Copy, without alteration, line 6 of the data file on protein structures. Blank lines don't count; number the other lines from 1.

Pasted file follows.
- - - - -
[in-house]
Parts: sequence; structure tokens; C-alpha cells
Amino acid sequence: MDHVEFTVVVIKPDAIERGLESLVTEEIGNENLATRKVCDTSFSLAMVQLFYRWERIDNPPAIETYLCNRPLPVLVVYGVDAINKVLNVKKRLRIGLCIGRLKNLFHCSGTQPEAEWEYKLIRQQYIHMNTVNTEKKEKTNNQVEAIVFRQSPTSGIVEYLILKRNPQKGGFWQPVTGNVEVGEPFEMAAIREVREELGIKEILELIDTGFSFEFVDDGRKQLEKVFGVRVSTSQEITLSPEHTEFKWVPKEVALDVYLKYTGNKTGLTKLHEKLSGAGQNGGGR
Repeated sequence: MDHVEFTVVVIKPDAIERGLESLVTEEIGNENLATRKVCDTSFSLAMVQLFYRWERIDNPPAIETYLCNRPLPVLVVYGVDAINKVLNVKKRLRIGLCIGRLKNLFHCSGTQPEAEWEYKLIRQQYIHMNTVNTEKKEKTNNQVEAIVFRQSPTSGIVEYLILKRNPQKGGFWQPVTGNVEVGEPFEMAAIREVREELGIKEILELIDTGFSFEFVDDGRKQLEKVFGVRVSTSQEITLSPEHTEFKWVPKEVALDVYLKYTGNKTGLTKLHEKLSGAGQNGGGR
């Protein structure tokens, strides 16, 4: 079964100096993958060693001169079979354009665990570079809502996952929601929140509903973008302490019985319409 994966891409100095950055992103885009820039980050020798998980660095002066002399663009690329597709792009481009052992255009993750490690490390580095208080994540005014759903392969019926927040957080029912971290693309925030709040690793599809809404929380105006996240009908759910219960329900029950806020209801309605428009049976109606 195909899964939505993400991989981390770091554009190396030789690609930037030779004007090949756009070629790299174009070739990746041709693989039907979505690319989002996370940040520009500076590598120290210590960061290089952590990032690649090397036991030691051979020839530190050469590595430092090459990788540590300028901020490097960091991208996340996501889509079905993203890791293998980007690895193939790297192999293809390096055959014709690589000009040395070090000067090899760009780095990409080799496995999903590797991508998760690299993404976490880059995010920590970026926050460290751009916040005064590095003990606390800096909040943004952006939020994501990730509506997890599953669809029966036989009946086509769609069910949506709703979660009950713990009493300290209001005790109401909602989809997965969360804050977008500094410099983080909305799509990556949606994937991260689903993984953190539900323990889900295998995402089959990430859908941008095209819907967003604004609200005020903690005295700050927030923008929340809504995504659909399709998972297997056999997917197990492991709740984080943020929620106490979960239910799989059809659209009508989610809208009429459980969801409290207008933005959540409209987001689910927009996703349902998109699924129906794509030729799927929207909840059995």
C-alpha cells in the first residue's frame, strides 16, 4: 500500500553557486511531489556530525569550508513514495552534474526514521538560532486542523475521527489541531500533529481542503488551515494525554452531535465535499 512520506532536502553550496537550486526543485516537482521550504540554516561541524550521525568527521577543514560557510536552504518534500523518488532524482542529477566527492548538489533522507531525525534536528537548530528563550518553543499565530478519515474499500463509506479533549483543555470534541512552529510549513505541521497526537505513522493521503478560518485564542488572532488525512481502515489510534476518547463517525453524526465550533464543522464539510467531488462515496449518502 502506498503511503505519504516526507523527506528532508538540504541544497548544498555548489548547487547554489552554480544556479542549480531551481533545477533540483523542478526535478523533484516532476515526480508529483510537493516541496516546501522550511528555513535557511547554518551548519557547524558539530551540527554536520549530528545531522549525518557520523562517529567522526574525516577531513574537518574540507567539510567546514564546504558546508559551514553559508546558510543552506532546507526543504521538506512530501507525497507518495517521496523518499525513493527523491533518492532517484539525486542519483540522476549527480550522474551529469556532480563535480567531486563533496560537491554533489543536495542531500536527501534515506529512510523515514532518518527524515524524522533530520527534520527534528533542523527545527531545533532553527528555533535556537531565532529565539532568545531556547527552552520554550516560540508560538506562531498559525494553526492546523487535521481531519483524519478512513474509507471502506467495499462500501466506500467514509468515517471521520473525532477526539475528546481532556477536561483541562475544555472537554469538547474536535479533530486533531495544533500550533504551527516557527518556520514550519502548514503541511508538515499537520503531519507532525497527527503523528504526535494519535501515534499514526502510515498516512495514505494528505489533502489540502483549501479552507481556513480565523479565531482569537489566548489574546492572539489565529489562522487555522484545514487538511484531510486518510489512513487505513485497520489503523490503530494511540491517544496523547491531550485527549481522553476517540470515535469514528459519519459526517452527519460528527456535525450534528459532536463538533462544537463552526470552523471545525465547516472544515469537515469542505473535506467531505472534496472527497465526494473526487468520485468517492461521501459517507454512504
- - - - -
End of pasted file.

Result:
C-alpha cells in the first residue's frame, strides 16, 4: 500500500553557486511531489556530525569550508513514495552534474526514521538560532486542523475521527489541531500533529481542503488551515494525554452531535465535499 512520506532536502553550496537550486526543485516537482521550504540554516561541524550521525568527521577543514560557510536552504518534500523518488532524482542529477566527492548538489533522507531525525534536528537548530528563550518553543499565530478519515474499500463509506479533549483543555470534541512552529510549513505541521497526537505513522493521503478560518485564542488572532488525512481502515489510534476518547463517525453524526465550533464543522464539510467531488462515496449518502 502506498503511503505519504516526507523527506528532508538540504541544497548544498555548489548547487547554489552554480544556479542549480531551481533545477533540483523542478526535478523533484516532476515526480508529483510537493516541496516546501522550511528555513535557511547554518551548519557547524558539530551540527554536520549530528545531522549525518557520523562517529567522526574525516577531513574537518574540507567539510567546514564546504558546508559551514553559508546558510543552506532546507526543504521538506512530501507525497507518495517521496523518499525513493527523491533518492532517484539525486542519483540522476549527480550522474551529469556532480563535480567531486563533496560537491554533489543536495542531500536527501534515506529512510523515514532518518527524515524524522533530520527534520527534528533542523527545527531545533532553527528555533535556537531565532529565539532568545531556547527552552520554550516560540508560538506562531498559525494553526492546523487535521481531519483524519478512513474509507471502506467495499462500501466506500467514509468515517471521520473525532477526539475528546481532556477536561483541562475544555472537554469538547474536535479533530486533531495544533500550533504551527516557527518556520514550519502548514503541511508538515499537520503531519507532525497527527503523528504526535494519535501515534499514526502510515498516512495514505494528505489533502489540502483549501479552507481556513480565523479565531482569537489566548489574546492572539489565529489562522487555522484545514487538511484531510486518510489512513487505513485497520489503523490503530494511540491517544496523547491531550485527549481522553476517540470515535469514528459519519459526517452527519460528527456535525450534528459532536463538533462544537463552526470552523471545525465547516472544515469537515469542505473535506467531505472534496472527497465526494473526487468520485468517492461521501459517507454512504